Right after the World Series it was announced, via a press release, that Toronto Blue Jays left-handed pitcher Ricky Romero had arthroscopic elbow surgery--a "rather routine procedure." What many of us overlooked was the second part of the release, which mentioned that Romero also received platelet-rich plasma injections to both knees to counter the tendinitis he felt in his last start of the season.
When he was reporting to spring training a week ago, he told a media scrum that, while his elbow is "100 times better," his "knees have been a work in progress."
Sportsnet's Shi Davidi wrote a piece on those damaged knees. After a successful (but not necessarily pain-free) outing facing live batters today, Romero told Davidi:
"I feel like (the knees) are just kind of give and take, you know, you have your good days and your bad days [...] I'm just trying to keep them loose and not let them kind of get achy and tight. So we'll just see how they continue to feel every day."
Manager John Gibbons is not concerned right now--the club will decide what to do when that time comes--but he did say:
"You've got to have good strong legs, that's the whole foundation of pitching."
Despite Romero and Gibbons' downplaying of the discomfort, the situation has grown a little more worrisome for me. Although Romero received treatment on both knees, the injury that forced him to exit prematurely from his last start of 2012 was on his left quadriceps, the leg that bends quite a bit to generate power for the southpaw. Pain or discomfort and a decrease in speed may cause Romero to compensate, leading to improper mechanics which can result in poor performance or further injury. That it hasn't healed since last September makes me feel that this could be a long-term problem that will be there all season. And last year showed us all that Romero is fine with hiding pain from his team.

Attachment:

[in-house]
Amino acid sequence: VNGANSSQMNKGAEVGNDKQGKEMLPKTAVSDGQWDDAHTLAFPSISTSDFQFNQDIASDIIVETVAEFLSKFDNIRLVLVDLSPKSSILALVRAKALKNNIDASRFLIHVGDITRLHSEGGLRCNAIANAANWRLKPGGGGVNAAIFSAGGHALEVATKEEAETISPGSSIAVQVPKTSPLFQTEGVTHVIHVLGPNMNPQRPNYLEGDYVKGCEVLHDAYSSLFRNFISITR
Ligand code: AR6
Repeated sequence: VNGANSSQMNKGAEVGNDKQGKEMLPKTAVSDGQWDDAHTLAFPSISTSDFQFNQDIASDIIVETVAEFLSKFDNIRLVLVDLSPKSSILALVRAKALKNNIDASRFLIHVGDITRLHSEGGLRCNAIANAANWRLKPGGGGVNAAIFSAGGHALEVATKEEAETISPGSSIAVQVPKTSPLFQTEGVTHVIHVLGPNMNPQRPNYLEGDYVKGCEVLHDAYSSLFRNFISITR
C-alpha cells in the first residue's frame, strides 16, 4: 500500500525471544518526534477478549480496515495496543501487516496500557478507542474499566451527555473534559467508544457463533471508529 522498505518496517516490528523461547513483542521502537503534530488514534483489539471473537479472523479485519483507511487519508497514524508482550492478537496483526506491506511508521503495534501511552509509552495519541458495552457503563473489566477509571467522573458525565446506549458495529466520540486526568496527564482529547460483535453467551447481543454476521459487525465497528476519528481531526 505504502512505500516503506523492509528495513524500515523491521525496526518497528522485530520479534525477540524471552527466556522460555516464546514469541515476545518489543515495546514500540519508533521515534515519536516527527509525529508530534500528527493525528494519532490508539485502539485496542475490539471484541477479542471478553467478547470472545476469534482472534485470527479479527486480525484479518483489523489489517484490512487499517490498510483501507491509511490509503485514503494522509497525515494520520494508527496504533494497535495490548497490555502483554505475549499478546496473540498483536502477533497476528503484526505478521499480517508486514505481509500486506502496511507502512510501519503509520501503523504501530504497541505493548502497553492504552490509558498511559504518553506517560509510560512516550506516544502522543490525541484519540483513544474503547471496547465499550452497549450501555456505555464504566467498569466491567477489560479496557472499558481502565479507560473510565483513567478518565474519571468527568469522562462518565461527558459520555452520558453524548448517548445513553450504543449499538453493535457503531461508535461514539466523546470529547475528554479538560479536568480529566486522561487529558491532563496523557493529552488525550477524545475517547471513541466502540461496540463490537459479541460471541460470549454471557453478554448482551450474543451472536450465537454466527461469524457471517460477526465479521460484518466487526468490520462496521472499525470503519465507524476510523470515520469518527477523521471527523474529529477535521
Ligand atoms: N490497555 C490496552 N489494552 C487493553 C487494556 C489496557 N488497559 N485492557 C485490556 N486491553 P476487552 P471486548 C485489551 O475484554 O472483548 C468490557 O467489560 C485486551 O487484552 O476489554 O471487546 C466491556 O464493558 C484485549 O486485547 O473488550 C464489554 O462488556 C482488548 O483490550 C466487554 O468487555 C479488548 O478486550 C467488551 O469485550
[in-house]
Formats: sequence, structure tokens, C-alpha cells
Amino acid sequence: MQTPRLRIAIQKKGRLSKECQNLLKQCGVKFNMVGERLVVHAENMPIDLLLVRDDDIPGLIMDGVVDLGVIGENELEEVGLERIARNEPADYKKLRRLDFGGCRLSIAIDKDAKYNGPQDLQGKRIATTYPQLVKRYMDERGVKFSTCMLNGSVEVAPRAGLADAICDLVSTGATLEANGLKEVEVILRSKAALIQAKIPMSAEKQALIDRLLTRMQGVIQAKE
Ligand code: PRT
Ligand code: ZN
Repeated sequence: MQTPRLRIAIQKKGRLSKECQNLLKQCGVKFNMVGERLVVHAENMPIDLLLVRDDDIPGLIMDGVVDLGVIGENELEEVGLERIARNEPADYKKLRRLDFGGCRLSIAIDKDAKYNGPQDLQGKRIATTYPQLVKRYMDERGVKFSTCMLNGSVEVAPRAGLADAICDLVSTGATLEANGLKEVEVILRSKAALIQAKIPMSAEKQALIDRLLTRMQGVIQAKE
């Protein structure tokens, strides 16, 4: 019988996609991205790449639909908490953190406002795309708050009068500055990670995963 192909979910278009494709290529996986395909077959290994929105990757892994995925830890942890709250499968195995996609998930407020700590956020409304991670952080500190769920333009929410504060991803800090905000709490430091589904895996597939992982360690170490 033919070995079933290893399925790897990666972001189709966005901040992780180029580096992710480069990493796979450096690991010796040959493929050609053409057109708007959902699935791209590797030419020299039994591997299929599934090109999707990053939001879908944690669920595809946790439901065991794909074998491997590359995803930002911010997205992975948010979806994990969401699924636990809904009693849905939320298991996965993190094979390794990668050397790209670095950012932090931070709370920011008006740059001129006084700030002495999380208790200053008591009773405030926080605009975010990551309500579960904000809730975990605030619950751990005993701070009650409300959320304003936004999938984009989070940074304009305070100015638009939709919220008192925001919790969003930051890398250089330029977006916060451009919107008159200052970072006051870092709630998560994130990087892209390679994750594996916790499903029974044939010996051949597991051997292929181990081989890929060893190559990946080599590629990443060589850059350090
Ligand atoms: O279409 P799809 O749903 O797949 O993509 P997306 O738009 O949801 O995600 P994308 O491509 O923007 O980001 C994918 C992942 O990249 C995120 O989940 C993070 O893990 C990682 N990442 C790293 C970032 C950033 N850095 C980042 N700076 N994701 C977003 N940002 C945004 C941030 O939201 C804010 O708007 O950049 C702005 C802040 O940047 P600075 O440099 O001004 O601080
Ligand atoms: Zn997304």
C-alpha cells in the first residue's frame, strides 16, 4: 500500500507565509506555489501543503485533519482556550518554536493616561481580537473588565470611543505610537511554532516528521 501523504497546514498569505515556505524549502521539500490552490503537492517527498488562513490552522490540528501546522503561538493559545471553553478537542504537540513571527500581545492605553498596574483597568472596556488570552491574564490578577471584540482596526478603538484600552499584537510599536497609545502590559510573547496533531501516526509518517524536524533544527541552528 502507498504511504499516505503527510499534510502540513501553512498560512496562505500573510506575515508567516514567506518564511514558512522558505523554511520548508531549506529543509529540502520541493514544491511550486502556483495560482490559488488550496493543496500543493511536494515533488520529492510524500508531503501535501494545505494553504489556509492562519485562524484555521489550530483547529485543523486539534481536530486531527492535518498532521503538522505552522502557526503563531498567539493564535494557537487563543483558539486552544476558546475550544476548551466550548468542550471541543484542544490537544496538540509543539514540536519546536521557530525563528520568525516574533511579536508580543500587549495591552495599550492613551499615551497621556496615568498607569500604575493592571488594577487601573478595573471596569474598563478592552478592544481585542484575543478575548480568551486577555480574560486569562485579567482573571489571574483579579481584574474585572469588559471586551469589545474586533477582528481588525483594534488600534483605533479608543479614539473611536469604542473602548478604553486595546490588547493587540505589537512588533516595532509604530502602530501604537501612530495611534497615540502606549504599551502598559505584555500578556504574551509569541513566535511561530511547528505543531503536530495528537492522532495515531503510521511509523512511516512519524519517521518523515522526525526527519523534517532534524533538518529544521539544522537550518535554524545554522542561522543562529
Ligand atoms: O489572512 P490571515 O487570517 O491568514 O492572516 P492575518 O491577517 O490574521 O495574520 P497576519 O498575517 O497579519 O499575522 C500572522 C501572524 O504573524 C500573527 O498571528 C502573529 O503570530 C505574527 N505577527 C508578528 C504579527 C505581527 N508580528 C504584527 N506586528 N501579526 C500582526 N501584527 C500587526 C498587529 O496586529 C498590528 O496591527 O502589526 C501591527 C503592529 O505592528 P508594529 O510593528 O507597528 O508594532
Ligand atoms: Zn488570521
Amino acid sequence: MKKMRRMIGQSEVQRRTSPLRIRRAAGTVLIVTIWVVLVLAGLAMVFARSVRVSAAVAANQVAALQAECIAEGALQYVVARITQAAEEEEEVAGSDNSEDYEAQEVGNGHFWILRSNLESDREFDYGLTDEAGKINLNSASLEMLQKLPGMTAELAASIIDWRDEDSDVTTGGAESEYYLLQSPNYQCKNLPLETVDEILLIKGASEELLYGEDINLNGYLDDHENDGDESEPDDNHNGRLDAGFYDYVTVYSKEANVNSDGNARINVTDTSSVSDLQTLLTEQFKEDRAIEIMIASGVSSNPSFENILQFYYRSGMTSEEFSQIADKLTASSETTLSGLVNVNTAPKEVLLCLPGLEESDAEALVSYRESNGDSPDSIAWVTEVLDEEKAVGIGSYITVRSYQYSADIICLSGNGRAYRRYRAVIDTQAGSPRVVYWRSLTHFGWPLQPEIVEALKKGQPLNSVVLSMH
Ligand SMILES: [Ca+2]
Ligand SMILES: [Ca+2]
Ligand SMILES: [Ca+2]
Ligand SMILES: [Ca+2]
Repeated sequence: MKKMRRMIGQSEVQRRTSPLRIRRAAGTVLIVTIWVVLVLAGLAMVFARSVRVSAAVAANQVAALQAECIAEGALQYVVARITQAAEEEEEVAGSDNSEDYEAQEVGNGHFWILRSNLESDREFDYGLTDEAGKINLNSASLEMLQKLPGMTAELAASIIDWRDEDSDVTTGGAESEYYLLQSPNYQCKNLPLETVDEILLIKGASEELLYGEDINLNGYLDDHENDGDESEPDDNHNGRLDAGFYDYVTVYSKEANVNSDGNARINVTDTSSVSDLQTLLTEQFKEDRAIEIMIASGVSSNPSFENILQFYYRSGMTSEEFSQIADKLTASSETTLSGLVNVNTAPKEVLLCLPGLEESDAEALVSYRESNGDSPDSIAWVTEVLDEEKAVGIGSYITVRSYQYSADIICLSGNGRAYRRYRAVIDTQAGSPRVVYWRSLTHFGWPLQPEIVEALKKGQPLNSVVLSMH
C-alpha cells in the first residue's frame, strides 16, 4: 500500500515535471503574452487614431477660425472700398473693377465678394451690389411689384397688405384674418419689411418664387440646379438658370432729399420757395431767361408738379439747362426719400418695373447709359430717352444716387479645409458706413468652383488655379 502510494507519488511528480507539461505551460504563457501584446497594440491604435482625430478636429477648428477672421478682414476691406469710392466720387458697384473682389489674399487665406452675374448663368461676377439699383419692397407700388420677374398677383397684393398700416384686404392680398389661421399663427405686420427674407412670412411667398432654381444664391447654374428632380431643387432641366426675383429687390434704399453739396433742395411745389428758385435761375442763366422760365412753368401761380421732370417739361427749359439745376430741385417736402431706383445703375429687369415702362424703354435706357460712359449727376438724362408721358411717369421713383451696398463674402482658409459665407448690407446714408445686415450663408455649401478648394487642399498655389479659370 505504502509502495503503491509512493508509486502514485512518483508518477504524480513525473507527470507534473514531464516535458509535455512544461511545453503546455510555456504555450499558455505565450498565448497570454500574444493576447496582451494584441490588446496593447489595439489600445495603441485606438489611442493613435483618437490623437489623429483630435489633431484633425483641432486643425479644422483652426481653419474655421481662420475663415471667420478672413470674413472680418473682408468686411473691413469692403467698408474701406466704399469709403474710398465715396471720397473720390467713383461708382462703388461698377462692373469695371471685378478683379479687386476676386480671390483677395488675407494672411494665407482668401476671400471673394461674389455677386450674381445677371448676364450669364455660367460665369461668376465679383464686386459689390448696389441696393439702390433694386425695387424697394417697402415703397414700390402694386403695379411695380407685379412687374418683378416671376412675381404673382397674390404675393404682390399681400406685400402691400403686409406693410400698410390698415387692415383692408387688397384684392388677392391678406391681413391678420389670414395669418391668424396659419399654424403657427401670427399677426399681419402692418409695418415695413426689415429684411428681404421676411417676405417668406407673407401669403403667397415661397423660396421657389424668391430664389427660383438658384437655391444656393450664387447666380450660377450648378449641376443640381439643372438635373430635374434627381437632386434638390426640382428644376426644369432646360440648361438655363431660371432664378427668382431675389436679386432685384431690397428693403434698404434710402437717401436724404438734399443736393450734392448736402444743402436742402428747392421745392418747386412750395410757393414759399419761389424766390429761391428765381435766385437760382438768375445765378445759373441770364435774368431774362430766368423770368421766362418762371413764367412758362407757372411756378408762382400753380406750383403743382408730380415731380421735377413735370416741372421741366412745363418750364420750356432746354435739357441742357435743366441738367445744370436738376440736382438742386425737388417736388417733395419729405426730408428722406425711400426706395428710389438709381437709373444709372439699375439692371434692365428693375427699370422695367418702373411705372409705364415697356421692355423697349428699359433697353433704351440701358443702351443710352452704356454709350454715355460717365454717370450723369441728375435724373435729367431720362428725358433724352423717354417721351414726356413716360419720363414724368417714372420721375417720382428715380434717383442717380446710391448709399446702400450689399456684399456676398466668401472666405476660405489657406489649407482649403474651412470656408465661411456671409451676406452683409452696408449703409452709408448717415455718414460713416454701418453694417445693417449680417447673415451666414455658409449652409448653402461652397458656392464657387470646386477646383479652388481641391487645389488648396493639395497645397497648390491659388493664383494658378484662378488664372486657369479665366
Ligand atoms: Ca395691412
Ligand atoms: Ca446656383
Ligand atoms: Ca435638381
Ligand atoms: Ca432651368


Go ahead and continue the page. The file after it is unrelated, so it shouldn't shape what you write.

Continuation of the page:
All this makes me feel a little uncomfortable, but let's hope everything turns out well and we won't have to see J.A. Happ make a start for a while longer. I will feel a lot better after actually seeing him pitching in a few spring games.
P.S. Nothing is wrong with Romero's toes.